Do you have questions in regard to spiritual warfare? What is it exactly, and how does it impact our lives? Trusted pastor and bestselling author Dr. David Jeremiah brings clarity to the complex topic of spiritual warfare. From his years of teaching on this subject, Pastor Jeremiah has selected answers to your pertinent questions concerning victory in the spiritual realm.
John Luke Robertson may be young and beardless, but he has a lot to say about growing up and discovering your purpose. John Luke Robertson, the oldest son of Willie and Korie Robertson and brother of Dancing with the Stars sensation Sadie Robertson, shares his story of what it's like to grow up as a Robertson and all the fun and craziness that entails, as well as what he has learned as he has stepped out into his own unique experiences. He also shares what it's like to navigate the walk from boyhood to becoming a man. Topics in this book include friendship, kindness, dreaming big, embracing your God-given uniqueness, taking chances, and choosing mentors. John Luke speaks frequently on dreams (how to build a dream for your life), schemes (how to plan for your dream to come true), and building teams (choosing the people around you who will become a team that helps make your dream come true through their support, honesty, and care). He will incorporate these important guidelines into the book, ultimately helping young people learn how to find and pursue a clear-cut purpose in their lives. Teens and young adults will enjoy reading his story, and they will benefit by reading Robertson's wisdom and perspective on how to grow up and live out your purpose. And, with the Robertsons, this book is sure to be fun!
eA moving story, told in Ken Blanchard's appealing parable style, of how a local church can be either a blessing or a curse to their community. In this newly revised version, Lead like Jesus for Churches (formerly The Most Loving Place in Town) is the story of two men; a disillusioned church elder and a gifted young pastor, who recognize that their church has lost sight of its number one priority: loving God and each other. They begin a search--independently at first--to recapture their lost love and then together lead their fellowship in a successful discovery of the secret to becoming a beacon of love in their community. By the end of the story you clearly see why this secret--so simple yet so profound--is vital and how to apply it to the life of your church.
It all starts at home. Newly revised and updated, The Most Important Place on Earth is Robert Wolgemuth's inspiring and practical book for those looking for a strong foundation for their home. So what's so great about a Christian home? There you will find redemption, forgiveness, hope, laughter, and genuine happiness. There you will also find discipline, purpose, and grace. Lots of grace. Many people did not grow up in a Christian home, and many more do not consider their childhood experience a good model. The Most Important Place on Earth covers eight answers to the question, "What does a Christian home look like?" It is filled with stories and useful ideas that will convince any reader that a Christian home is not an elusive stereotype. It is something that really can be achieved. And it is something worth having. You'll see.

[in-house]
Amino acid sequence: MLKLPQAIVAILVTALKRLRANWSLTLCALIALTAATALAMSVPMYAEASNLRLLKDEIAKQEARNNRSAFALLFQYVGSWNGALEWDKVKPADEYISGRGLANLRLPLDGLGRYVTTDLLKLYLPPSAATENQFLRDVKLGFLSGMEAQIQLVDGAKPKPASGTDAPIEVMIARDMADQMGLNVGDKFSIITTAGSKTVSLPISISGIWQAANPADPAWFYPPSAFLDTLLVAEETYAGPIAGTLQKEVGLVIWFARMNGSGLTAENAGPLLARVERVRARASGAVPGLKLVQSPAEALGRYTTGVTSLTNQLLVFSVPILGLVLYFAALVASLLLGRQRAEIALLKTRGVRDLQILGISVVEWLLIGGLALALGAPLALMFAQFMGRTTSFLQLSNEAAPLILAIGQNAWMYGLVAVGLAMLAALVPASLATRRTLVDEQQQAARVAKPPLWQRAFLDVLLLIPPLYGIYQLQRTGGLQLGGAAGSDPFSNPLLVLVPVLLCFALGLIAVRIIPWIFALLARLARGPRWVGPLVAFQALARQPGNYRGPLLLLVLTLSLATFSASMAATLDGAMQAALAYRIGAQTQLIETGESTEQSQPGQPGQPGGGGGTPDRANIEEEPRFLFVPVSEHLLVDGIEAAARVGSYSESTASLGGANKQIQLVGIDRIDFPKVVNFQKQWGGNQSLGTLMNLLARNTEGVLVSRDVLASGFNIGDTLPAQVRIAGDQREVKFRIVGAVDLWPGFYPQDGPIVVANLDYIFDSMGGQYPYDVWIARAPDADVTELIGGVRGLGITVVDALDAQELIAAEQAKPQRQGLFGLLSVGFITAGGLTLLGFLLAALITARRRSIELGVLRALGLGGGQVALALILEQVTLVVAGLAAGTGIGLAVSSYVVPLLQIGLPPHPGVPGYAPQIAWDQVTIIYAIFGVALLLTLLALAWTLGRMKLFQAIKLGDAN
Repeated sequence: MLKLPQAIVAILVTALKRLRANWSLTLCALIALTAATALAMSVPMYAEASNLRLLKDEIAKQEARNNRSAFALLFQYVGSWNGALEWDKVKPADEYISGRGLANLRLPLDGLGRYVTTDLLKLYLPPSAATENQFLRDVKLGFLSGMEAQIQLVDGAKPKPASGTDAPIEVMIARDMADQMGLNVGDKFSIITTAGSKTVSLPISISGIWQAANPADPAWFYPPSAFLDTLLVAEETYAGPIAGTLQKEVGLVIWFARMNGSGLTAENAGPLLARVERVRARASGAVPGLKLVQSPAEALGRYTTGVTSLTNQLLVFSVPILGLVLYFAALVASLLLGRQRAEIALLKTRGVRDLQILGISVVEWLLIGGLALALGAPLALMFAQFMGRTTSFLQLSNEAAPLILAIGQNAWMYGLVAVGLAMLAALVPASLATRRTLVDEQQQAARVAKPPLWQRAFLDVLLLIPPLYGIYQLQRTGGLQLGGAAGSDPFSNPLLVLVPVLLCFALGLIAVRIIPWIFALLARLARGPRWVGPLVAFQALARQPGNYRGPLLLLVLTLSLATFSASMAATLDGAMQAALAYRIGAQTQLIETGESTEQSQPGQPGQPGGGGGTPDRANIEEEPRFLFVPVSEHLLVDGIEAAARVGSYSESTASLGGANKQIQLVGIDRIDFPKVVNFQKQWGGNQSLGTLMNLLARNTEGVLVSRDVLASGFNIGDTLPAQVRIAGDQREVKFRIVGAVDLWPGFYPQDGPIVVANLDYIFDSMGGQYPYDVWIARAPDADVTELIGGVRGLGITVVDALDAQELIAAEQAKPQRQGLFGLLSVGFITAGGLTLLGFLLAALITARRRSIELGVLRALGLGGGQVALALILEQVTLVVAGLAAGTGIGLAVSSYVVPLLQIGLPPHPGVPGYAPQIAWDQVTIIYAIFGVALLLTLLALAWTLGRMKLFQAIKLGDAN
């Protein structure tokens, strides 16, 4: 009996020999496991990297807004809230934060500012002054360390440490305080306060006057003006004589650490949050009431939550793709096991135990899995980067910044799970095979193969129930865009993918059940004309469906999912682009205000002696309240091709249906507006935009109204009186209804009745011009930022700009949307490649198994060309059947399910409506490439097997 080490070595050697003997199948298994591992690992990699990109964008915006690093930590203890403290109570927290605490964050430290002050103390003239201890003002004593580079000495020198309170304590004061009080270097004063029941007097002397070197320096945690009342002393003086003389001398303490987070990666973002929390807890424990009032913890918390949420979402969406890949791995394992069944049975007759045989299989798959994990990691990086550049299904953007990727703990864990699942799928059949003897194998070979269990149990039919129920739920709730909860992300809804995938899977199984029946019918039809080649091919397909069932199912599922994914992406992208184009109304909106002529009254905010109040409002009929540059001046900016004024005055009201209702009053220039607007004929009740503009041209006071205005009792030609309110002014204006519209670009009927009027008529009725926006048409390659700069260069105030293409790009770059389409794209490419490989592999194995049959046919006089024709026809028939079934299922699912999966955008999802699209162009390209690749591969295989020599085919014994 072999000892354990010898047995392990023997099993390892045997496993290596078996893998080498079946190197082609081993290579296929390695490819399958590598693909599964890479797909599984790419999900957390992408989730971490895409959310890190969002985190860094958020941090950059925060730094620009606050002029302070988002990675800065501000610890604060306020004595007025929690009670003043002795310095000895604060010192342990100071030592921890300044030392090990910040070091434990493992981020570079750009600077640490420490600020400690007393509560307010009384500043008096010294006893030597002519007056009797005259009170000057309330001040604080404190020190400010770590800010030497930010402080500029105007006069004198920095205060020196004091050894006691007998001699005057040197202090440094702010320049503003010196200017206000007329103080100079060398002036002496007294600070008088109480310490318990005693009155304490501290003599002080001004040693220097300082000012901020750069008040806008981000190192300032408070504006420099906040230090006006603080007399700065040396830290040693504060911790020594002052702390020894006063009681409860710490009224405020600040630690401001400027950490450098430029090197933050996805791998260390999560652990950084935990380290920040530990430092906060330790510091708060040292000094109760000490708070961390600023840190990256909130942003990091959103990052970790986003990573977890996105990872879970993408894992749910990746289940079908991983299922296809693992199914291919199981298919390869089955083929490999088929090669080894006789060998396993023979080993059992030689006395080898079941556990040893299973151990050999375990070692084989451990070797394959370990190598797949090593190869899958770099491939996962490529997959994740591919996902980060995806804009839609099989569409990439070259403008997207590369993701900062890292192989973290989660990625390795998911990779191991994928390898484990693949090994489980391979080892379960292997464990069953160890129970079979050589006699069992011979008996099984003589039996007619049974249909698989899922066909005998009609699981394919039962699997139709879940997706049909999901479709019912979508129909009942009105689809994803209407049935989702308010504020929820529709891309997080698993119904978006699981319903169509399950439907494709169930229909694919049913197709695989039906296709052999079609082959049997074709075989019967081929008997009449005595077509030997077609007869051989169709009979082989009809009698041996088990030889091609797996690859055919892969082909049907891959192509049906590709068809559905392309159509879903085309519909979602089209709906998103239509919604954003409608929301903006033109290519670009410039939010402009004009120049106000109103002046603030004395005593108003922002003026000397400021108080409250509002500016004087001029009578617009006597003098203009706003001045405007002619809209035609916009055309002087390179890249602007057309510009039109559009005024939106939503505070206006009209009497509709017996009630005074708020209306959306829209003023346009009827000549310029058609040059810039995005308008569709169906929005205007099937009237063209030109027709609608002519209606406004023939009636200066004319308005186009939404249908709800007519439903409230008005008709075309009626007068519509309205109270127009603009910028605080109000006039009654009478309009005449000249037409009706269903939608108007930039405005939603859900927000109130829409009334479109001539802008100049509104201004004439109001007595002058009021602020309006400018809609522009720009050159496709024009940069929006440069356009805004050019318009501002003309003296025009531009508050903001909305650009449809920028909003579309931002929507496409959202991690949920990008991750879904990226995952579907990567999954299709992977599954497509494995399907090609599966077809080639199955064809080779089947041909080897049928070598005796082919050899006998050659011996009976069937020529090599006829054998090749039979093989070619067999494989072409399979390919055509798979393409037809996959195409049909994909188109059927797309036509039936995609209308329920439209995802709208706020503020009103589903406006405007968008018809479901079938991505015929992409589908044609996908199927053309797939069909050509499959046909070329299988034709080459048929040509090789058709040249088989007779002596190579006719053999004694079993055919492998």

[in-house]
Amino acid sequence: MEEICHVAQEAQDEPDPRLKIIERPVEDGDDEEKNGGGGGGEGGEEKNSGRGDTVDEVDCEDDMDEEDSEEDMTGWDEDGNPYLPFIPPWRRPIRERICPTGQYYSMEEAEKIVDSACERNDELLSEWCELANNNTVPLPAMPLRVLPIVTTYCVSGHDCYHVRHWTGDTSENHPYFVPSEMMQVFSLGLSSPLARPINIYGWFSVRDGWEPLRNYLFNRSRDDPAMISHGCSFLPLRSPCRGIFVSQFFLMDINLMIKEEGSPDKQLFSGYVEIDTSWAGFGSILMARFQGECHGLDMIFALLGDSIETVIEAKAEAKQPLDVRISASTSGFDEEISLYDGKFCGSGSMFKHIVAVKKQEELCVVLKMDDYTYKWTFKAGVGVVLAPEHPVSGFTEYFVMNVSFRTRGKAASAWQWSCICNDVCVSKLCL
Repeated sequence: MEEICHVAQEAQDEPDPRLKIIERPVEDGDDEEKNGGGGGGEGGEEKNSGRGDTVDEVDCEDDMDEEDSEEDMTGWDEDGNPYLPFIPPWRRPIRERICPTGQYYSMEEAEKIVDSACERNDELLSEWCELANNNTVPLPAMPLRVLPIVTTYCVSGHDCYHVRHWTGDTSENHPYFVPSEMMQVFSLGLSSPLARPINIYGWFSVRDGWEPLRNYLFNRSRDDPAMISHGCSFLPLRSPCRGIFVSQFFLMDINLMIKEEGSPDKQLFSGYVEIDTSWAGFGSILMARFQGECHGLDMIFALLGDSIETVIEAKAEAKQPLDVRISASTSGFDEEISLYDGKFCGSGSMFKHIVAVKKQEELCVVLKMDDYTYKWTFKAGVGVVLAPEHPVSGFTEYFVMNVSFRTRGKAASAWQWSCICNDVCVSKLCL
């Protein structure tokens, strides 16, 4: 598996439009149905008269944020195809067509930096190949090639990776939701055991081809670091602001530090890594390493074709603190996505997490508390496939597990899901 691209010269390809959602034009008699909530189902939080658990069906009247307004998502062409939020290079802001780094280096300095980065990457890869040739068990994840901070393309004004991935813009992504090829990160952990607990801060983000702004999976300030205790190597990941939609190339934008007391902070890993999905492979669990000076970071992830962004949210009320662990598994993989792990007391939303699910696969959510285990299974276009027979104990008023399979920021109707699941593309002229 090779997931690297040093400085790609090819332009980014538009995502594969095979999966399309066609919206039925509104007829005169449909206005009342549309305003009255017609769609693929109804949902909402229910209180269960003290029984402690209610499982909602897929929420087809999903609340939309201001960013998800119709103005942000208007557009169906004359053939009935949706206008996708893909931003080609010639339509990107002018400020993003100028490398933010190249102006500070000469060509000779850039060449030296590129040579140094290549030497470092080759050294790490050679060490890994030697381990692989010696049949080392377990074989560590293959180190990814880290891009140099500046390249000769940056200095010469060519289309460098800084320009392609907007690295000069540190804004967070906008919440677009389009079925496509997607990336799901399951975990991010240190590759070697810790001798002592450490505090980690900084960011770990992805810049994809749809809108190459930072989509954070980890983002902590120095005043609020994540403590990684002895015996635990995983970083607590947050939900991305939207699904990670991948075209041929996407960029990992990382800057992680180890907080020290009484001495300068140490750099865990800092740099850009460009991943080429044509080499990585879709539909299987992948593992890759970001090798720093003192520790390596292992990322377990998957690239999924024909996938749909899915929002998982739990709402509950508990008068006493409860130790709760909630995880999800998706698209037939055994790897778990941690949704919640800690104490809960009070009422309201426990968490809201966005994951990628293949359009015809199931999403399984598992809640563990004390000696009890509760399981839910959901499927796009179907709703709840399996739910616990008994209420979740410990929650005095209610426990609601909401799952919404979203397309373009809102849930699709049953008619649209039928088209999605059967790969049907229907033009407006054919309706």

A beautiful gift edition of this instant classic exclusively for graduates, with a special letter from Eric Metaxas to those entering the next phase of life's journey. What makes a great woman great? In Seven Women, New York Times bestselling author Eric Metaxas provides an answer by telling the captivating stories of seven women who changed the course of history and impacted the world in astonishing ways. Teenaged Joan of Arc heard God's command and led the French army to a mighty victory over the British. Susanna Wesley, the mother of nineteen children, gave the world its most significant evangelist and its greatest hymn-writer, her sons John and Charles. Corrie ten Boom risked her life to hide Dutch Jews from the Nazis in World War II and somehow survived the horrors of a concentration camp, but her greatest feat was her forgiveness of her tormentors years later. And Rosa Parks's God-given sense of justice and unshakable dignity helped launch the twentieth century's greatest social movement. Seven Women reveals how the extraordinary women profiled here achieved their greatness, inspiring readers to lives propelled by a call beyond themselves.
A beautiful gift edition of this instant classic exclusively for graduates, with a special letter from Eric Metaxas to those entering the next phase of life's journey. What makes a great man great? In Seven Men, New York Times bestselling author Eric Metaxas explores that most important of questions in through the captivating stories of some of the greatest men who have ever lived. How did George Washington resist the temptation to become the first king of America, and why did William Wilberforce give up the chance to be prime minister of England? What made Eric Liddell cast aside an almost certain Olympic gold medal? What enabled Jackie Robinson to surrender his right to fight back against racists, or Dietrich Bonhoeffer to jeopardize his freedom and safety to defy the Nazis? In this stirring and inspiring work, Eric Metaxas reclaims a long-lost sense of the heroic--the idea that certain lives are worthy of emulation. Get to know the seven men in this book, and your life will be immeasurably richer.
Experience peace in the presence of the Savior who is closer than you can imagine with the Jesus Calling® Discussion Guide for Seniors